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Women Tell Me How to Craft the Perfect Tinder Profile

8 women answer all my dating app questions, from choosing a good photo to the best first date

I was recently thrust back into single life, only to remember why I hadn’t missed it all that much: That shit is stressful, man.

Much of the pleasure of a steady relationship is that it liberates you from the anxieties of casual dating (which is a total misnomer). You know each other’s work schedules and communication habits. There’s no endless hand-wringing about whether they’re icing your texts or just busy at work; no anxiety about whether you’re coming on too strong or seeming too aloof; none of the general unease of making yourself vulnerable to a veritable stranger.

And that’s to say nothing of having to curate and maintain your various online dating profiles, a task that comes with its own set of challenges. You have to make your profile; curate a tableau of photos that captures your personality; write a witty description of yourself; seem equal parts funny, sexy and smart; swipe through dozens of profiles before making a match; weed out the flakes; come up with a witty opening line and then somehow keep the conversation going long enough to transition it to an IRL date.

I’m exhausted just thinking about it. Honestly, it’s too much for one man to handle—which is why I sought outside help. MEL Managing Editor Serena Golden recruited a panel of eight women who date men and who’ve recently used dating apps to answer some of the many questions I’ve wrestled with as I strive to create the best possible profile—and the best possible date.

I don’t photograph well, and the photos I look best in are either professional headshots or carefully composed selfies. But I feel like having too many of those photos makes me look like your typical L.A., wannabe-actor douchebag.
Anne, 28:
Here’s the thing: You’re on a dating app to presumably meet people in person, therefore it is a good idea to look like you are actually going to look in person in your photos. No one wants to get to a date only to realize the person looks different in person! The people who are attracted to how you actually look are the people who you want to date anyway, right? So don’t stress over the perfect photo. A couple face shots, something of your whole body or most of it, nothing dirty or creepy in the background, and you’ll be fine.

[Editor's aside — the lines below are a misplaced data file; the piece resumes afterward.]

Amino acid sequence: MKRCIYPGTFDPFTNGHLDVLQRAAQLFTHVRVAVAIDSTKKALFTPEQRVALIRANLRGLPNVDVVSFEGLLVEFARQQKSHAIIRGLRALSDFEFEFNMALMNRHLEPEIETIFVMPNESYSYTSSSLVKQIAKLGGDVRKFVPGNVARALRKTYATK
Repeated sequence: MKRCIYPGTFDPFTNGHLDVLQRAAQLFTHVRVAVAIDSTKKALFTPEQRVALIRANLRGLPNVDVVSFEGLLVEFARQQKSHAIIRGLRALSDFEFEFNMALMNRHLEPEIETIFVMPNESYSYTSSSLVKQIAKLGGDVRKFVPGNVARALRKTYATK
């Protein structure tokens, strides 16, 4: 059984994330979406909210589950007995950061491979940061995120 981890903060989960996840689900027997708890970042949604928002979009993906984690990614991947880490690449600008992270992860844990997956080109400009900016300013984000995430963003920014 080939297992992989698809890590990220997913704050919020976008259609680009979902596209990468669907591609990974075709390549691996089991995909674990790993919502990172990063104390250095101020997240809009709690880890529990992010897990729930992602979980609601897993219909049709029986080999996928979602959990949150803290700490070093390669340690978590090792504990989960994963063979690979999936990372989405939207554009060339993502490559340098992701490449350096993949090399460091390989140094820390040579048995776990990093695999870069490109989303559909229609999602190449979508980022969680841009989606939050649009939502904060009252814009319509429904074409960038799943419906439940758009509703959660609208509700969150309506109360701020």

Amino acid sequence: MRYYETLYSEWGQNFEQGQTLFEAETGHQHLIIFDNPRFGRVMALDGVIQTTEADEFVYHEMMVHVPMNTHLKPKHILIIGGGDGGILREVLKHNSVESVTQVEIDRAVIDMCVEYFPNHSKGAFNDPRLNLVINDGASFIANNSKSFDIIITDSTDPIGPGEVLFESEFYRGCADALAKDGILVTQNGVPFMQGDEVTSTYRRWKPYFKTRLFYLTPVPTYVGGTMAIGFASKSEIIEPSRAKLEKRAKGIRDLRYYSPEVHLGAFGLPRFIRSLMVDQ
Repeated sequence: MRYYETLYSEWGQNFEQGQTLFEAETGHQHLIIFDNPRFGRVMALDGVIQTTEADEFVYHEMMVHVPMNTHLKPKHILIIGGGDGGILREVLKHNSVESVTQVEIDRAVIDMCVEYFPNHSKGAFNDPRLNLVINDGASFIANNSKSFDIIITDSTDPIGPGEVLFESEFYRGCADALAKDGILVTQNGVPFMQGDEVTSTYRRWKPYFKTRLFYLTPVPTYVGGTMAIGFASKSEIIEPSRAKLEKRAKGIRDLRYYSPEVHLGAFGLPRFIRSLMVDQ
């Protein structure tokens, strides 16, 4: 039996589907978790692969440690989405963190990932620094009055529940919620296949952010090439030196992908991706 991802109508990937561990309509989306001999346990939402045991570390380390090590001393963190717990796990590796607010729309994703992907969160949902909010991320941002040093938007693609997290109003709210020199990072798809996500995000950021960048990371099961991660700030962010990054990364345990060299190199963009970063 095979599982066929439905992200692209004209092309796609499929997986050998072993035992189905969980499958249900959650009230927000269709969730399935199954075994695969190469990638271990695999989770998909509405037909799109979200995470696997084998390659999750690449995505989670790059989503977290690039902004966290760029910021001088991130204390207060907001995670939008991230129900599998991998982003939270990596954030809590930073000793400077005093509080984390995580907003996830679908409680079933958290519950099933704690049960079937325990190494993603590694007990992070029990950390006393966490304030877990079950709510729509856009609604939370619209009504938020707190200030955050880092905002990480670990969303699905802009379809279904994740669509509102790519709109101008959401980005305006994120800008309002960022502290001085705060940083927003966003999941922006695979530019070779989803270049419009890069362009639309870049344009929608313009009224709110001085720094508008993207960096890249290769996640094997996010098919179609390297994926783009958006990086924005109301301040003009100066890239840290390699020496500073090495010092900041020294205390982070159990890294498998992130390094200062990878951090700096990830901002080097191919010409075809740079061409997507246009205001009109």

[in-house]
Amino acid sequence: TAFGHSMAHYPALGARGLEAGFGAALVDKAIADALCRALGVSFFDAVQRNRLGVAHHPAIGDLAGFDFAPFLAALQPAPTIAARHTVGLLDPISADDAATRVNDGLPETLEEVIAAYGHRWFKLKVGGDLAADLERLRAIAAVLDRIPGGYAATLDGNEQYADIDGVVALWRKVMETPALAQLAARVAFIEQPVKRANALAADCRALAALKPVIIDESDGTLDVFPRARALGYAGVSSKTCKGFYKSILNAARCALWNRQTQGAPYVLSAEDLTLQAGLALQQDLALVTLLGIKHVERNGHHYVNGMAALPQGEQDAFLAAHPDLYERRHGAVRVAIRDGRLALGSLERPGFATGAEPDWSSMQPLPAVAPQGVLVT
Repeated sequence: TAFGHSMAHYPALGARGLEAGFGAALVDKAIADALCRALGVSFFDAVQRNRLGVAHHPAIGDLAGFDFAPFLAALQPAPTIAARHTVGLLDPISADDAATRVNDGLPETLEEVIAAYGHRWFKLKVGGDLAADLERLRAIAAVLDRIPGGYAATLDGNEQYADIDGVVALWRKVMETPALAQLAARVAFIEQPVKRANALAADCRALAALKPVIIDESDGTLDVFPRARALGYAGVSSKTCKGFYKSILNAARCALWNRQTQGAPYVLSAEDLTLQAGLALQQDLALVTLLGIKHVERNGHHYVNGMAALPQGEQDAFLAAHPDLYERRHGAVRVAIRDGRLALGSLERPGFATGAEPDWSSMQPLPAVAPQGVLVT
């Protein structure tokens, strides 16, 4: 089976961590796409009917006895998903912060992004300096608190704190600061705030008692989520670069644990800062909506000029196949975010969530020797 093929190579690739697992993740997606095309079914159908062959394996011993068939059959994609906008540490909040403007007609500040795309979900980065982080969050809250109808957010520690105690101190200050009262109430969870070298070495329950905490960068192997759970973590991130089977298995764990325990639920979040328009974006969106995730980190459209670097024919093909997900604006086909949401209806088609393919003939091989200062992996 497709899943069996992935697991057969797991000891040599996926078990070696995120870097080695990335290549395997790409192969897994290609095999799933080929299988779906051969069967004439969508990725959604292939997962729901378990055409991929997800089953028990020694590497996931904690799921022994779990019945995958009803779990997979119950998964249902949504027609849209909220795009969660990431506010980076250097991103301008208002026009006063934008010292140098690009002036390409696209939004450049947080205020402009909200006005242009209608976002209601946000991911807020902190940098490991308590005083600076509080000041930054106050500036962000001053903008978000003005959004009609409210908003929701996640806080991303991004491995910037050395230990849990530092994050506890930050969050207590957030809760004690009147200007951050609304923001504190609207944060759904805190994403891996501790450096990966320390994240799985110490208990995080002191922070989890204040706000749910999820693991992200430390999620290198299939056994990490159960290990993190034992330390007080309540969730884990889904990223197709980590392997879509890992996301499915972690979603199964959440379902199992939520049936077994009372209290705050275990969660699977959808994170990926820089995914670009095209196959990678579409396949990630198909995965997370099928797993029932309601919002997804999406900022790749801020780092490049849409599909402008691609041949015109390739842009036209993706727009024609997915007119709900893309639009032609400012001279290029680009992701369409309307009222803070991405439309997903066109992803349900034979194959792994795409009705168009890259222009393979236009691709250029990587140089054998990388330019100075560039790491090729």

Lauren, 28: I would like to add: Unless hunting/fishing is your entire life, maybe don’t use those shots (maybe this is just a Southern problem, but I see a lot of dead fish on Tinder). Then again, if fishing is your only genuine interest, by all means let me self-select out of your pool.

I have some other photos of me hanging out with friends, but do women really care that I go to concerts or get drunk with my bros occasionally?

Liz, 32: I really hate having to study group photos to try and figure out which samey-looking dude you are. I kind of assume everyone has friends; I don’t need you to prove it. If you have one great group photo, maybe put it at the end, but otherwise try to stick to solo shots so I can see YOU, not your bros.

Lily, 25: Your first picture, as well as the majority of your other pictures, should definitely be solo shots for all the excellent reasons Liz has given. However, I personally like seeing one group shot, because if all your pics are you and only you I wonder if that’s because no one else can stand you. Bonus points if your token group photo is something that could start a conversation, like you and your friends underwater basket-weaving (this is a real-life example).

Lauren: Every time a dude has group photos, he’s always the least hot guy in the group. So I’d steer clear, honestly.

Is it chill to have a photo of me hanging out with another woman? I feel like women will see that and say, “There’s at least one other woman in the world who can tolerate this man’s presence. I MUST DATE HIM IMMEDIATELY.” Like when women are more attracted to men with wedding bands. Right?
Emily, 26:
First of all, I am pretty sure the wedding band thing is not true? In general, if I see a lady in a dude’s dating app photos, my feeling is, “Ah, this man is too lazy to crop out his ex-girlfriend or is a very lazy cheater.” Even if that’s not the case, dating apps don’t provide enough context for me to tell. Go with well-lit solo photos where you are smiling and I will assume some nice woman took the photo for you, since men are, by and large, not great at taking flattering photos of each other.

Margaret, 25: I have never thought more of a man because he appears in a picture with another woman either because of misplaced jealousy (which I think is where the probably mythical wedding band theory is from) or because being in the proximity of a woman means he’s somehow vetted. I agree that quality solo shots are best, but if you do have a picture with another woman — because it’s a flattering, interesting picture — a personal pet peeve is guys who say some variation on, “She’s just my sister!” Men and women can be in photos together without being related and without it being a big deal.

I hear puppies play well on dating apps. But I don’t have a puppy. Is it unethical to borrow someone’s puppy solely for a Tinder photo?